"He has a key."
Translation:Er hat einen Schlüssel.
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Ein changes its ending according to the gender and case of the noun it describes. Here, Schlüssel is masculine (it's der Schlüssel) and accusative (it's the direct object of hat), so it's einen Schlüssel.
If it had been, for example, "A key is black", it would still be masculine (gender never changes) but would now be nominative (it is the subject of the sentence), so it would ein Schlüssel).
If it had been "She hits him with a key", that would be dative (with = mit which always takes the dative) which is einem Schlüssel.
The full table of ending changes for ein is here in the Wikipedia article: http://en.wikipedia.org/wiki/German_articles#The_Indefinite_Article
In Marfh 2017, my immersion German instructor in Munich told all 10 of us this the first day: "For every noun, learn its gender and its plural form." She was so right. There is no dependable pattern, only guidelines with tons of exceptions (even a funny little song). Three years later and I still struggle!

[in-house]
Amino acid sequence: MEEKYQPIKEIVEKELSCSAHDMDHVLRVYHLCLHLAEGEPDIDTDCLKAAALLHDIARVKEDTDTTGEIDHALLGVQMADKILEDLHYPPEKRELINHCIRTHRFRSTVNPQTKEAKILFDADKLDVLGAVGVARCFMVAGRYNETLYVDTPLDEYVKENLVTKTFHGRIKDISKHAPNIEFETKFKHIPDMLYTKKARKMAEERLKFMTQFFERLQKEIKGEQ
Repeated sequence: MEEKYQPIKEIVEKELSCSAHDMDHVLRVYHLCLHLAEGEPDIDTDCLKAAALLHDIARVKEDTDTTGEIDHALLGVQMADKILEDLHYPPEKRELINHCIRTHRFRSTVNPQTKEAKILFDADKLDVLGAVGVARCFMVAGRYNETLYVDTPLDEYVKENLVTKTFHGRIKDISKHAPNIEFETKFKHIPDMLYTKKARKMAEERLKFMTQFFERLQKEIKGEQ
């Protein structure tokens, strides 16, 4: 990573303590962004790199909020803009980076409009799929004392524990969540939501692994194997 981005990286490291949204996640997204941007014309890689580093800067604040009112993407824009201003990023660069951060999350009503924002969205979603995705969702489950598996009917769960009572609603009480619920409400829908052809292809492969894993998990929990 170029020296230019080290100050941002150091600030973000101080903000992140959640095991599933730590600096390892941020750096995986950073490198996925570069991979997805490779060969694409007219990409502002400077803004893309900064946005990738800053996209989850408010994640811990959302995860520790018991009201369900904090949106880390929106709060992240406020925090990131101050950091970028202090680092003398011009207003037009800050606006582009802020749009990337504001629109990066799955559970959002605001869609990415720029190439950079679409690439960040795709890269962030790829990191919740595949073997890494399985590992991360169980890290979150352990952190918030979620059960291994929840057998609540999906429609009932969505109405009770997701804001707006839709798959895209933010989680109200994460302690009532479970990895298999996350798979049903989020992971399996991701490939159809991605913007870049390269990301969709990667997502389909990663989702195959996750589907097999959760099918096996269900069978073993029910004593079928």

Ein is used in nominative for neutral and masculine words (das/der); feminine words (die) use eine. In the accusative case, you get ein/einen/eine for das/der/die, respectively. "Der" is also replaced by "den" in the accusative case, e.g. "Ich sehe den Park".
See the notes for this lesson for a better and more thorough explanation: https://www.duolingo.com/skill/de/Accusative-Case/tips-and-notes
gorn61 is right.
The principle has to do with what is happening in the sentence and to whom or what (and the gender of that 'whom or what'. (It has nothing to do with the verb tense.)
I had to go back to some English grammar principles because I was soooo confused. I am still confused, but at least I have an understanding of why things change. I used these sites to help me.